Weakness long overdue
Even the SA Reserve Bank wants depreciation
A LITTLE BIT OF RAND weakness will do us good. Of course, nobody wants to hear that, given the exchange rate’s effect on inflation. But rather a mild and manageable weakening in the rand now than false strength that’s smashed after a while by a spectacular crash.
At the time of writing the rand was trading at more than US$1/R7,80 – a far cry from the levels below US$1/R7,20 seen a few weeks ago when the rand hit its best levels in a rally that baffled most analysts and traders. The rally may have seemed like good news to those worried about the petrol price, but it’s interesting to note that not even the SA Reserve Bank wants to see a rand below US$1/R7,20. Put differently, the Bank realises that exchange rate isn’t sustainable for a country with one of the world’s largest current account deficits. When the rand was at its strongest levels, SA’s central bank took action to nudge the currency weaker.
Rand Merchant Bank strategist John Cairns draws some interesting conclusions from the Bank’s monthly data on its foreign exchange reserves. The latter is the stock of foreign currency the Bank holds and that it can increase by buying US dollars or euros in the market. It goes without saying that by entering the market, the Bank puts itself into a position of being able to influence the currency’s value.
Cairns calculates from the July reserve figures the Bank bought around US$500m from the market. “That’s an acceleration in their purchases from recent months and indicates they’ve acted against rand strength. Nevertheless, the size of its activity isn’t of the magnitude seen in 2006 and 2007, when it aggressively attempted to halt rand appreciation,” says Cairns.
Net gold and foreign exchange reserves rose $409m in July to $34,17bn. Adjusting for valuation effects – the gold price was valued at a lower level – Cairns estimates this implies $520m buying forex from the market. That represents a clear acceleration in its buying from the average of around $200m over the past few months.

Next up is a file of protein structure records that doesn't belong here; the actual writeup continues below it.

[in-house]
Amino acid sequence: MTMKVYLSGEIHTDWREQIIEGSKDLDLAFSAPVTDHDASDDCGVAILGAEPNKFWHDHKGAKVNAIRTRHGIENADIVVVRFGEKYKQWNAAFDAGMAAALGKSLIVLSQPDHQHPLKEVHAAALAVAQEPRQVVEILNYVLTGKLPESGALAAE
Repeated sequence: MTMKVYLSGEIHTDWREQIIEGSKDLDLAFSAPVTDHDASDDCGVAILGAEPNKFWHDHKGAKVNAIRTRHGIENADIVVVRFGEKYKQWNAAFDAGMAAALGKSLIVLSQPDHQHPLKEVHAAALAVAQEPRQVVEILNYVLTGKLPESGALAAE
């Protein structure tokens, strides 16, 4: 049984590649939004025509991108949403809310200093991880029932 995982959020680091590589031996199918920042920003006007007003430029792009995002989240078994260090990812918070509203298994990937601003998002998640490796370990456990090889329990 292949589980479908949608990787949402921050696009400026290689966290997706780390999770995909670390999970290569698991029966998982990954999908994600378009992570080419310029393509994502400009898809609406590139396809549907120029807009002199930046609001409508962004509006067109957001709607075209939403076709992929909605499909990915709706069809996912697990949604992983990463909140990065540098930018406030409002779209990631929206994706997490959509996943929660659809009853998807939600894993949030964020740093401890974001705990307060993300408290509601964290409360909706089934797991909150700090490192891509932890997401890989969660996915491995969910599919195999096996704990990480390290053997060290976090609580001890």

Says Cairns: “Even though a stronger rand would help relieve some inflationary pressures, we believe the Bank is worried enough about the large current account deficit to want to keep the rand at a stable but weak level. But it’s interesting that the extent of their buying in a month when the rand appreciated strongly and broke key technical support levels is still a lot smaller than their activity in 2006 and 2007.”
Cairns doesn’t say so, but it seems clear the Bank is treading carefully, because if it became too obvious that it’s trying to steer the rand weaker, it might precipitate a crash. The Bank is treading a fine line between nudging the rand weaker and not causing panic in the market.
Why does the Bank want the rand to be weaker? The answer is simply that SA has a huge current account deficit and that a stronger rand would make imports cheaper, thus widening the current account deficit even further. The trouble with a large current account deficit is that it requires foreign capital from offshore to flow in to finance the shortfall between imports and exports and that a perception that the capital isn’t going to come into the country could trigger a crash in the rand and a rush for the exits by those investors already invested in SA.
SA’s current account deficit was 9% of gross domestic product in the first quarter of this year – the highest since first quarter 1982 and one of the highest in the world. The current account doesn’t just consist of the balance of imports and exports of goods but also includes “invisible” trade, such as interest, dividends, freight, insurance and other services. The trade deficit for goods has improved in recent months, recording a surprisingly small deficit of R200m in June after a moderate deficit in May. Data for May and June show less than R2bn in deficit. The lagged effects of past rand weakness may be contributing to a shrinking trade deficit, but the recent sharp declines in commodities prices might stop that trend.
It seems as if two crucial trends that have held up for about seven years have been broken. For years, the US dollar has been weak and commodities prices strong. There’s an inverse relationship between the dollar and commodities prices and it comes as no surprise that the oil price has plummeted while the dollar has strengthened. The turnaround in these past trends suggests rand weakness, with Cairns putting the exchange rate at US$1/R8,50 by year-end.
Rand at R8,50 by year-end. John Cairns